• serious threat to a civilian's life or person by reason of indiscriminate violence in the event of international or internal armed conflict.

This last point entails a smaller burden of proof since it is not linked to the 5th criteria of article 1, A, 2 of the Geneva Convention. However, it won’t be sufficient to just prove that you come from a certain region. In practice this article is used the most to obtain subsidiary protection by people who faced civil war where they lived.

If an asylum seeker has a legitimate fear of being treated in a way that contradicts article 3 of the European Convention on Human Rights (ECHR) for medical reasons, he or she has to lodge a different procedure. This procedure is not handled by the asylum authorities, but will be dealt with by the competent minister or secretary of state. Article 9 of the Aliens law states that:

“A foreign national residing in Belgium who proves his identity in accordance with § 2 and who suffers from a disease in such a way that this disease poses a real risk to his life or physical integrity or a real risk of inhuman or degrading treatment if there is no adequate treatment in his country of origin or the country where he resides, may apply to the Minister or his authorized representative for authorization to reside in the Kingdom.”

The legal process



Before recent amendments of Article 52 of the Aliens Act, this was certainly the case. According to Article 52 of the Aliens Act, the Commissioner General for Refugees and Stateless Persons (CGRS) can consider an application as fraudulent or manifestly unfounded under the “accelerated procedure”, but in practice this was not applied. Given that new procedures have just entered into force following the 2017 reform, there is no information yet on the practical application of the reforms.



An asylum application may be made either:

(a) on the territory with the Aliens Office, within 8 working days after arrival;[1]

(b) at the border, in case the asylum seeker does not dispose of valid travel documents to enter the territory with the border police; or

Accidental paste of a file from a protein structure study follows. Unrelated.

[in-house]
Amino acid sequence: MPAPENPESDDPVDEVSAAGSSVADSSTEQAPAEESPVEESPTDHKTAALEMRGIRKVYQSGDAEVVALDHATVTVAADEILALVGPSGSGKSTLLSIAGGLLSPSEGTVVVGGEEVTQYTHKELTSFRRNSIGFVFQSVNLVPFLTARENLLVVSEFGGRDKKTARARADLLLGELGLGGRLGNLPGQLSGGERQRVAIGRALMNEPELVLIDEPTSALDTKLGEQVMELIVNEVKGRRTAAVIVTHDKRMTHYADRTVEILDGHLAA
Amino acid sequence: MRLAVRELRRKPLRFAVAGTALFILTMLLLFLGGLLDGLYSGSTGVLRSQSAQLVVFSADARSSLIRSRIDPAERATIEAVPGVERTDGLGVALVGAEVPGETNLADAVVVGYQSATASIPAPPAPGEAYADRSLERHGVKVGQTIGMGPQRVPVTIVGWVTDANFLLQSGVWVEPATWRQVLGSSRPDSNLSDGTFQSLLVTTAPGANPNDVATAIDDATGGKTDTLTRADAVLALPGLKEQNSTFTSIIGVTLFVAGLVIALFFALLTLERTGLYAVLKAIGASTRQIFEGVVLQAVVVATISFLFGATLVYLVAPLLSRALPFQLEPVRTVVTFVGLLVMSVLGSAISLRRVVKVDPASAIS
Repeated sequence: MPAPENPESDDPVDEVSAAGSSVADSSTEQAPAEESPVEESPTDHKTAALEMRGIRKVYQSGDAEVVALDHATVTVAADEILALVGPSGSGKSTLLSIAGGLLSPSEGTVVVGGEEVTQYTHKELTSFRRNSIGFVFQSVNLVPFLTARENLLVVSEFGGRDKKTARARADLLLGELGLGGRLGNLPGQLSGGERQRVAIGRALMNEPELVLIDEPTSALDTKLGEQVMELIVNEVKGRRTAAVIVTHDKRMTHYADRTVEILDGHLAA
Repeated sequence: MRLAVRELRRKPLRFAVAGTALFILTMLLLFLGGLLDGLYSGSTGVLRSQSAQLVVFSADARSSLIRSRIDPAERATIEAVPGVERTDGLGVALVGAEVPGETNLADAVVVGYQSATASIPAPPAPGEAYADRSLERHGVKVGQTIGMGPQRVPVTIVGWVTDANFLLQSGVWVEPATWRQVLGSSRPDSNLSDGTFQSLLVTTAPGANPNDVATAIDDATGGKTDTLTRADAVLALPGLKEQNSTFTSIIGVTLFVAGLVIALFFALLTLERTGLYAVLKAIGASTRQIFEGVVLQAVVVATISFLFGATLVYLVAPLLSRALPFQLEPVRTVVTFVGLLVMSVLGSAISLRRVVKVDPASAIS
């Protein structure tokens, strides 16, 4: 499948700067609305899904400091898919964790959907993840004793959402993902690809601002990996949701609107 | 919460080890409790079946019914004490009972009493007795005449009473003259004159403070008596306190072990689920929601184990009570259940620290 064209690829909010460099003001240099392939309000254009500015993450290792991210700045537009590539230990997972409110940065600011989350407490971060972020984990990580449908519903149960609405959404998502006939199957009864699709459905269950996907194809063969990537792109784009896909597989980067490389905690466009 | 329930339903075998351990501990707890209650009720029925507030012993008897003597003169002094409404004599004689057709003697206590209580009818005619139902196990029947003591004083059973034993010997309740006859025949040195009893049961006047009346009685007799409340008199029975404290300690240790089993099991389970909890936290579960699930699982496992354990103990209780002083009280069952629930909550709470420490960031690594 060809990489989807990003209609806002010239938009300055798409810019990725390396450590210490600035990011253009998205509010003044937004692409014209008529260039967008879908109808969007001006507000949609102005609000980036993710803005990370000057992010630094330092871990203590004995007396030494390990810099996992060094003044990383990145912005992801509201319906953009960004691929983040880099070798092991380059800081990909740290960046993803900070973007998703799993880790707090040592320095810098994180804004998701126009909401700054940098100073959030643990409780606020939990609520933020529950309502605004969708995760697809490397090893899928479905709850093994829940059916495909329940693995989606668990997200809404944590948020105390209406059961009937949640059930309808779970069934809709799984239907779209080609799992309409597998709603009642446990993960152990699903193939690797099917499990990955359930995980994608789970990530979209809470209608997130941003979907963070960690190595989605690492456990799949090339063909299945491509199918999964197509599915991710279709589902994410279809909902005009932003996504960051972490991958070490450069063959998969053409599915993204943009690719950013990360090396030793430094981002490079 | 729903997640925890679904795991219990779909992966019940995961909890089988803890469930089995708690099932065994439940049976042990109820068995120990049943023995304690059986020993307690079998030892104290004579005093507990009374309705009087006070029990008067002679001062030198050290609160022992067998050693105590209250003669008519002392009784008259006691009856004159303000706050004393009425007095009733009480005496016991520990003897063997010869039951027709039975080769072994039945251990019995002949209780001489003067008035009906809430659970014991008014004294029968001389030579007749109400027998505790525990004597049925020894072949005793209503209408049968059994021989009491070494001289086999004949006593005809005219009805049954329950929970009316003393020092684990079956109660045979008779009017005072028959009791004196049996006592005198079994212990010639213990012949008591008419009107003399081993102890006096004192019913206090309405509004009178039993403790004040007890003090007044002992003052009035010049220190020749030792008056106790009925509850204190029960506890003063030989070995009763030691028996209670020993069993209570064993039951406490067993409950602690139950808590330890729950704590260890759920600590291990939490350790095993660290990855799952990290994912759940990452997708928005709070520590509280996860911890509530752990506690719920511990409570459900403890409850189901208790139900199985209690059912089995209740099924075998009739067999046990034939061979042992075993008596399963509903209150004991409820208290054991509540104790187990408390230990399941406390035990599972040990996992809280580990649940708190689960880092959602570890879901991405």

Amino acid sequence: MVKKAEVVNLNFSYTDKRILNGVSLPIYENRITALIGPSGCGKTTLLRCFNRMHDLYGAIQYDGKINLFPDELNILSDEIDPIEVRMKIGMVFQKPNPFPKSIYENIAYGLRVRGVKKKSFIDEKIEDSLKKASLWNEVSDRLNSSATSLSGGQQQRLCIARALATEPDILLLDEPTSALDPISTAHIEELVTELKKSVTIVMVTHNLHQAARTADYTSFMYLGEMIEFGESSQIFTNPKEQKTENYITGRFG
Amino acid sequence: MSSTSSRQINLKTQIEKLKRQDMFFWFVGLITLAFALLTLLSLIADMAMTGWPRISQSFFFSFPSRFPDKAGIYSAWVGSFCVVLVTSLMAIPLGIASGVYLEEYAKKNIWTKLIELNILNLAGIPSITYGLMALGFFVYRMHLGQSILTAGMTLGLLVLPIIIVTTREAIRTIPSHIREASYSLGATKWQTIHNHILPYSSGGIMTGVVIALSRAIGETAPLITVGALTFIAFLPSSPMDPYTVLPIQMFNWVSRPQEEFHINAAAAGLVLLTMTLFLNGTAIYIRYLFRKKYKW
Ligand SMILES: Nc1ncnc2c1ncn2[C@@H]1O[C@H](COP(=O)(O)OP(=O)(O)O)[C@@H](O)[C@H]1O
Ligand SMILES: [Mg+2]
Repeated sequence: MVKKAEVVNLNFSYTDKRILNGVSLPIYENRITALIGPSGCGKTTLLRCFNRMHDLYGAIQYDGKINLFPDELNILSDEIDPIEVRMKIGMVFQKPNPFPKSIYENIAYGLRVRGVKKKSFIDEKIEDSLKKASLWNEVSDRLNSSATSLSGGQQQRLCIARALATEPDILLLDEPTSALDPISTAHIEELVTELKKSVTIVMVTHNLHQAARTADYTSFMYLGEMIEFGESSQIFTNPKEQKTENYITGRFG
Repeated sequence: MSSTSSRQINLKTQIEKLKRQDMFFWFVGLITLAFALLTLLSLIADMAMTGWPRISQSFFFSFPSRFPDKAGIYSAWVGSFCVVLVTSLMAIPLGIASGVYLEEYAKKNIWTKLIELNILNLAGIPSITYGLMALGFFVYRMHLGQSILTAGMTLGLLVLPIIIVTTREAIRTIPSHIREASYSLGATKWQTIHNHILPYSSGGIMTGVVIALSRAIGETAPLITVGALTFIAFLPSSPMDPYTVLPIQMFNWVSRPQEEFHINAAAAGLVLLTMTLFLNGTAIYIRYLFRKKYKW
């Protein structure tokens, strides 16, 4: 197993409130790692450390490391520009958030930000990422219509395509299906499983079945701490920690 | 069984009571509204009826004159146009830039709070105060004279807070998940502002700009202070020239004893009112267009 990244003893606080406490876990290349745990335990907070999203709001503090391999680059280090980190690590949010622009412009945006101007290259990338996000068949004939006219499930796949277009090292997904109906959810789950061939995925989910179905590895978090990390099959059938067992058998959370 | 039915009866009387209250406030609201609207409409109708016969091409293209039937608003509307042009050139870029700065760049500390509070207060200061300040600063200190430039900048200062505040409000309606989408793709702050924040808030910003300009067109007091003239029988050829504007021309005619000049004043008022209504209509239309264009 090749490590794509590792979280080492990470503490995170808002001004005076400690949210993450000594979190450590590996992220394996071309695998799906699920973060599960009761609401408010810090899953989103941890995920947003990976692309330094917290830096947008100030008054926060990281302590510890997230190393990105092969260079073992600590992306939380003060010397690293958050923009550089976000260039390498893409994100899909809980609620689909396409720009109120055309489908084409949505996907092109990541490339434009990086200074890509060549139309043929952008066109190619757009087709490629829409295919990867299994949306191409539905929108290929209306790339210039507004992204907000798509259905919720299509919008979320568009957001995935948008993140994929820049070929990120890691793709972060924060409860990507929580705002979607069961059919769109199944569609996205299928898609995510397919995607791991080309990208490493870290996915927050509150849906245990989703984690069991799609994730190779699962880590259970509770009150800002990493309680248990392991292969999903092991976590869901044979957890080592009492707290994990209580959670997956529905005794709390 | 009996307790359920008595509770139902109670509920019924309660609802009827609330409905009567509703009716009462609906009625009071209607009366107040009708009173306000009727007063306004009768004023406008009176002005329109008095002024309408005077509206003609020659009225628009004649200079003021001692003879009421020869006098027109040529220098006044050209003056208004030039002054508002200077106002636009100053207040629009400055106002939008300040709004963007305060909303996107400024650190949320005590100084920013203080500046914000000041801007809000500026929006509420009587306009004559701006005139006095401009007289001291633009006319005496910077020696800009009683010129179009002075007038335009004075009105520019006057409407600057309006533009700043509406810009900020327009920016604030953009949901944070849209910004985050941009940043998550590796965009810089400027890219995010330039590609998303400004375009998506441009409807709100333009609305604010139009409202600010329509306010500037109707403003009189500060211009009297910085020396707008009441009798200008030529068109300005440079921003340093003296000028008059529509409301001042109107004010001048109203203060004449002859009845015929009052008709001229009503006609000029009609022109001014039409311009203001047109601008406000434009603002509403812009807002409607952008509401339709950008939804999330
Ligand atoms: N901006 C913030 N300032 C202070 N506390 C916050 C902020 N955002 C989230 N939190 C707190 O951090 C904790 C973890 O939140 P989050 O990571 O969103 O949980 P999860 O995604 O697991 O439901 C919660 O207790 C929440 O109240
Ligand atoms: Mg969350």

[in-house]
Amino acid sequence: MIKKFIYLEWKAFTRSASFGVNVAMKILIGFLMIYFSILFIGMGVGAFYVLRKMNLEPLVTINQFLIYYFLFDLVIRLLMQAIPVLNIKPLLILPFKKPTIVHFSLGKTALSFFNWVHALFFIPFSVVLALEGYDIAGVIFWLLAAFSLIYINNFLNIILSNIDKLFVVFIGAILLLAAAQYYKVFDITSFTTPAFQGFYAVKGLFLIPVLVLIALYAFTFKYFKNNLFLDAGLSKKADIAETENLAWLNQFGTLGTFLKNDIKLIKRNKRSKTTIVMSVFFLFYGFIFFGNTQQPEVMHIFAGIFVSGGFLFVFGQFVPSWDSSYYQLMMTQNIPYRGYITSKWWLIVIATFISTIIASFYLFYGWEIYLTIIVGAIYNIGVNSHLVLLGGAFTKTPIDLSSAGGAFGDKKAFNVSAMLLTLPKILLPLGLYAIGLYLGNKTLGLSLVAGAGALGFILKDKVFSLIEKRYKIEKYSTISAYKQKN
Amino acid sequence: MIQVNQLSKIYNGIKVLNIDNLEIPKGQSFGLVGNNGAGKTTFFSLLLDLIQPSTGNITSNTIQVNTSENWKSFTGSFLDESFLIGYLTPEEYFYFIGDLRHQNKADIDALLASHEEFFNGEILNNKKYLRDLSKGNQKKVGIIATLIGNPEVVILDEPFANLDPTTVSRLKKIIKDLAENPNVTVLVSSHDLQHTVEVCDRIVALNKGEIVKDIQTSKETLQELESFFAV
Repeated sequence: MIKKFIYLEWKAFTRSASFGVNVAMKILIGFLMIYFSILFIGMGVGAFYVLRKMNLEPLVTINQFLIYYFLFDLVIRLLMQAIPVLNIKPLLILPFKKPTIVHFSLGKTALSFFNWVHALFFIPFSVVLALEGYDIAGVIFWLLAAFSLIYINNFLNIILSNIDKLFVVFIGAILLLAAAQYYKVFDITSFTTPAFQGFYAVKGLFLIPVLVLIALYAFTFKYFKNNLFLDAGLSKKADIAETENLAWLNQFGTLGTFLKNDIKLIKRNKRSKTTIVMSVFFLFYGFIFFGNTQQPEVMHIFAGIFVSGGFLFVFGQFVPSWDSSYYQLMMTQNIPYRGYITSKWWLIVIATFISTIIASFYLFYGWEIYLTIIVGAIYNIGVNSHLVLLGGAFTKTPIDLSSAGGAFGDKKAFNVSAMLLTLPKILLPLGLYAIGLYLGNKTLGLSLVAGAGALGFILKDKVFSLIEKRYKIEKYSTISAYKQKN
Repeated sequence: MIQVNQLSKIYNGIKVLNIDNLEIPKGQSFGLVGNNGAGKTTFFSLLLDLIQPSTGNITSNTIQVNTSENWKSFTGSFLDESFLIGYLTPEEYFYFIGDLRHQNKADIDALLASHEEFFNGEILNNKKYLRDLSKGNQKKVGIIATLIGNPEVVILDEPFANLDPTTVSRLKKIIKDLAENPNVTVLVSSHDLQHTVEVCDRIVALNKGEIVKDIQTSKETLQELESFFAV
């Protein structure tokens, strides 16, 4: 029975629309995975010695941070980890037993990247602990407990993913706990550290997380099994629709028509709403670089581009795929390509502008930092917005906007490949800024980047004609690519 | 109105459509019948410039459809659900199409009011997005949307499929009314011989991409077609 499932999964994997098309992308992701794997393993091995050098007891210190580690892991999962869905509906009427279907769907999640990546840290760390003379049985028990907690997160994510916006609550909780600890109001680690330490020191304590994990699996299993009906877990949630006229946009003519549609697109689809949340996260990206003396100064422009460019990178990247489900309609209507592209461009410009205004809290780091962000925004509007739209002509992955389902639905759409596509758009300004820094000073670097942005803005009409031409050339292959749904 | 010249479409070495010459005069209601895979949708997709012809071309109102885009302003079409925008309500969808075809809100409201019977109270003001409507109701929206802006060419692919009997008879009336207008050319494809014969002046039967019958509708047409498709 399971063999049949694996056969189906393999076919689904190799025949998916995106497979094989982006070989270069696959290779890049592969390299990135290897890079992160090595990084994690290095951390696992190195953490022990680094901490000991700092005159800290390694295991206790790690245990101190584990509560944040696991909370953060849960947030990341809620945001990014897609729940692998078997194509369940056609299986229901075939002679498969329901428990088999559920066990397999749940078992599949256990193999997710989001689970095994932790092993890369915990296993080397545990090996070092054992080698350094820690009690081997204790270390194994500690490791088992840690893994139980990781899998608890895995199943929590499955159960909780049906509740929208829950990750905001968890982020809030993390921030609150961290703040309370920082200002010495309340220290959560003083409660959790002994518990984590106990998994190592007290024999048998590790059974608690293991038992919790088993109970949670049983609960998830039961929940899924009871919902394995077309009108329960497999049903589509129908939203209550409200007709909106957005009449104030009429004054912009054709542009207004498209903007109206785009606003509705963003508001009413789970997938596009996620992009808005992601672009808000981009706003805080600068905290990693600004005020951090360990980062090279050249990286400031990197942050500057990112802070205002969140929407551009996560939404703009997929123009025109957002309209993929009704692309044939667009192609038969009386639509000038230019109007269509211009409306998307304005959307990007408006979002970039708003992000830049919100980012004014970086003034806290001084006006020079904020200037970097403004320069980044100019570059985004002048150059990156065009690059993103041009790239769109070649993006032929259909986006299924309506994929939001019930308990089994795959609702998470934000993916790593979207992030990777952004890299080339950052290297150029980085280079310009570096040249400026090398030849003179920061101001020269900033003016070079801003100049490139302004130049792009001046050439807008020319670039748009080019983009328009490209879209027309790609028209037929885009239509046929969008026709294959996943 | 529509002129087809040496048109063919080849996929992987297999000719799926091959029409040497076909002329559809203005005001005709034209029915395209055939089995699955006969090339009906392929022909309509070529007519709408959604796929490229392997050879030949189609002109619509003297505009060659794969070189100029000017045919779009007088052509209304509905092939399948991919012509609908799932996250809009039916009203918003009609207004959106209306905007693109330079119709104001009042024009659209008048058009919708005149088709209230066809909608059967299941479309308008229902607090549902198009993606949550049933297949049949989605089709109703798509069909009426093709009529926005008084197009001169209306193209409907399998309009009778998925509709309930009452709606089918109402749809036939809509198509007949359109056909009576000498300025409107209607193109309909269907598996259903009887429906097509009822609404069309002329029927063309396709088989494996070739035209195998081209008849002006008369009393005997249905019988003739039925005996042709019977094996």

(c) from a detention center: in case the person is already being detained for the purpose of removal. The applicant receives a “certificate of notification” (attestation de déclaration). The Aliens Office registers the application within 3 working days of the notification, which can be prolonged up to 10 working days in case of large numbers of asylum seekers.

The applicant then has to lodge the application. This can take place either immediately when the person makes the application, or following the notification but no later than 30 days after the application has been made. Exceptional prolongations may be defined by Royal Decree. Following that stage, the applicant receives a “proof of asylum application” stating that he or she is a first-time applicant (“Annex 26”) or a subsequent applicant (“Annex 26-quinquies”).

The Aliens Office is the mandated administration of the Minister responsible for the entry to the territory, residence, settlement and removal of foreign nationals in Belgium. It also has the competence to register asylum applications and decides on the application of the Dublin Regulation. The Aliens Office only registers subsequent applications and transfers them to the Office of the Commissioner General for Refugees and Stateless Persons (CGRS).[2]

First instance procedure

CGRS is the central administrative authority exclusively responsible for the first instance procedure in terms of examining and granting, refusing and withdrawing of refugee and/or subsidiary protection status. The CGRS is independent in taking individual decisions on asylum applications and does not take any instruction from the competent Minister – or State Secretary – for Asylum and Migration.